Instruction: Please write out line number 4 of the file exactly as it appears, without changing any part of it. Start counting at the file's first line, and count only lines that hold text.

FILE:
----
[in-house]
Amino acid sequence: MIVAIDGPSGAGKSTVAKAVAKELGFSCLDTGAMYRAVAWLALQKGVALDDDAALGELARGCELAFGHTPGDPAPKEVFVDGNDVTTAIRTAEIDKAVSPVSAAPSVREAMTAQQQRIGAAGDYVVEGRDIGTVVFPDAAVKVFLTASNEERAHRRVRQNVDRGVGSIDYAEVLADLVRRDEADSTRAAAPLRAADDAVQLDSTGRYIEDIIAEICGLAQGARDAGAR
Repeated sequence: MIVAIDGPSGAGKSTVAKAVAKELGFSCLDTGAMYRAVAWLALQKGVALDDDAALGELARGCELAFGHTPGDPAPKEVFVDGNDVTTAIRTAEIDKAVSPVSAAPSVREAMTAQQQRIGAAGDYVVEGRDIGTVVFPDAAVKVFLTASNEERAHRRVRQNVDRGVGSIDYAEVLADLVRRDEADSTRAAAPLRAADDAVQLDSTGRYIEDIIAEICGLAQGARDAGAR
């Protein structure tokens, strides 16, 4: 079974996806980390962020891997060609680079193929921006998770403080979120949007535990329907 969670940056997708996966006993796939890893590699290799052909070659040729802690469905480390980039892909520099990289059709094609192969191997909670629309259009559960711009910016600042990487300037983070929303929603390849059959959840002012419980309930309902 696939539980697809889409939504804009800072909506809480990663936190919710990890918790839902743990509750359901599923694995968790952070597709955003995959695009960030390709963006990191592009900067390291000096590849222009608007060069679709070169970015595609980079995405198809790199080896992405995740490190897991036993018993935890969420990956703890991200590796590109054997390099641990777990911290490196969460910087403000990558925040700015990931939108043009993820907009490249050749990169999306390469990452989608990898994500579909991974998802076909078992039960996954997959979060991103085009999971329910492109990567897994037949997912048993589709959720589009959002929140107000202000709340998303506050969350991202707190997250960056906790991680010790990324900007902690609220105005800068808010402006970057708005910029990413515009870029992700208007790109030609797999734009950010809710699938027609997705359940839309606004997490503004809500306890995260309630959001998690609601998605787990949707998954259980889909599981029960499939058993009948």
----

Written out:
């Protein structure tokens, strides 16, 4: 079974996806980390962020891997060609680079193929921006998770403080979120949007535990329907 969670940056997708996966006993796939890893590699290799052909070659040729802690469905480390980039892909520099990289059709094609192969191997909670629309259009559960711009910016600042990487300037983070929303929603390849059959959840002012419980309930309902 696939539980697809889409939504804009800072909506809480990663936190919710990890918790839902743990509750359901599923694995968790952070597709955003995959695009960030390709963006990191592009900067390291000096590849222009608007060069679709070169970015595609980079995405198809790199080896992405995740490190897991036993018993935890969420990956703890991200590796590109054997390099641990777990911290490196969460910087403000990558925040700015990931939108043009993820907009490249050749990169999306390469990452989608990898994500579909991974998802076909078992039960996954997959979060991103085009999971329910492109990567897994037949997912048993589709959720589009959002929140107000202000709340998303506050969350991202707190997250960056906790991680010790990324900007902690609220105005800068808010402006970057708005910029990413515009870029992700208007790109030609797999734009950010809710699938027609997705359940839309606004997490503004809500306890995260309630959001998690609601998605787990949707998954259980889909599981029960499939058993009948």